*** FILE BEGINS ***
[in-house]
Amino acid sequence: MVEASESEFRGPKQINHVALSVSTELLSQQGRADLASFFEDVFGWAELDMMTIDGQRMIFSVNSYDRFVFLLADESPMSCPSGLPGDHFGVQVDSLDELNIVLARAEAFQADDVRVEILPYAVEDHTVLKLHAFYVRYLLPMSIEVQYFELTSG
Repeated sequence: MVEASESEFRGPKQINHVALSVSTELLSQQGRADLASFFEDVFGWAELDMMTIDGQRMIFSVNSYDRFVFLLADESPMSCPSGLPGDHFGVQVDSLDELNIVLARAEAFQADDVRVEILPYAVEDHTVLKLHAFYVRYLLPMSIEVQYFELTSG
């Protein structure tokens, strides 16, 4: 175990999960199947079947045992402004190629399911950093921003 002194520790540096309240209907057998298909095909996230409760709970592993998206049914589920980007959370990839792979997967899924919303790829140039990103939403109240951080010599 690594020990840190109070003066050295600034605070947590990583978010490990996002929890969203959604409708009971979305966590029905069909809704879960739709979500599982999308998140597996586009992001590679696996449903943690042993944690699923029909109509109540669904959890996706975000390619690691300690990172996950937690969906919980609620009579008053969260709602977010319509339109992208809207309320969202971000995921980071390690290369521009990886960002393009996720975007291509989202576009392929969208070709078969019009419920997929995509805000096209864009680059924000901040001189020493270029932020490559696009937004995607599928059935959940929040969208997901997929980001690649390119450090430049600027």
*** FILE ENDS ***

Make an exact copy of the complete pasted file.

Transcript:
[in-house]
Amino acid sequence: MVEASESEFRGPKQINHVALSVSTELLSQQGRADLASFFEDVFGWAELDMMTIDGQRMIFSVNSYDRFVFLLADESPMSCPSGLPGDHFGVQVDSLDELNIVLARAEAFQADDVRVEILPYAVEDHTVLKLHAFYVRYLLPMSIEVQYFELTSG
Repeated sequence: MVEASESEFRGPKQINHVALSVSTELLSQQGRADLASFFEDVFGWAELDMMTIDGQRMIFSVNSYDRFVFLLADESPMSCPSGLPGDHFGVQVDSLDELNIVLARAEAFQADDVRVEILPYAVEDHTVLKLHAFYVRYLLPMSIEVQYFELTSG
């Protein structure tokens, strides 16, 4: 175990999960199947079947045992402004190629399911950093921003 002194520790540096309240209907057998298909095909996230409760709970592993998206049914589920980007959370990839792979997967899924919303790829140039990103939403109240951080010599 690594020990840190109070003066050295600034605070947590990583978010490990996002929890969203959604409708009971979305966590029905069909809704879960739709979500599982999308998140597996586009992001590679696996449903943690042993944690699923029909109509109540669904959890996706975000390619690691300690990172996950937690969906919980609620009579008053969260709602977010319509339109992208809207309320969202971000995921980071390690290369521009990886960002393009996720975007291509989202576009392929969208070709078969019009419920997929995509805000096209864009680059924000901040001189020493270029932020490559696009937004995607599928059935959940929040969208997901997929980001690649390119450090430049600027």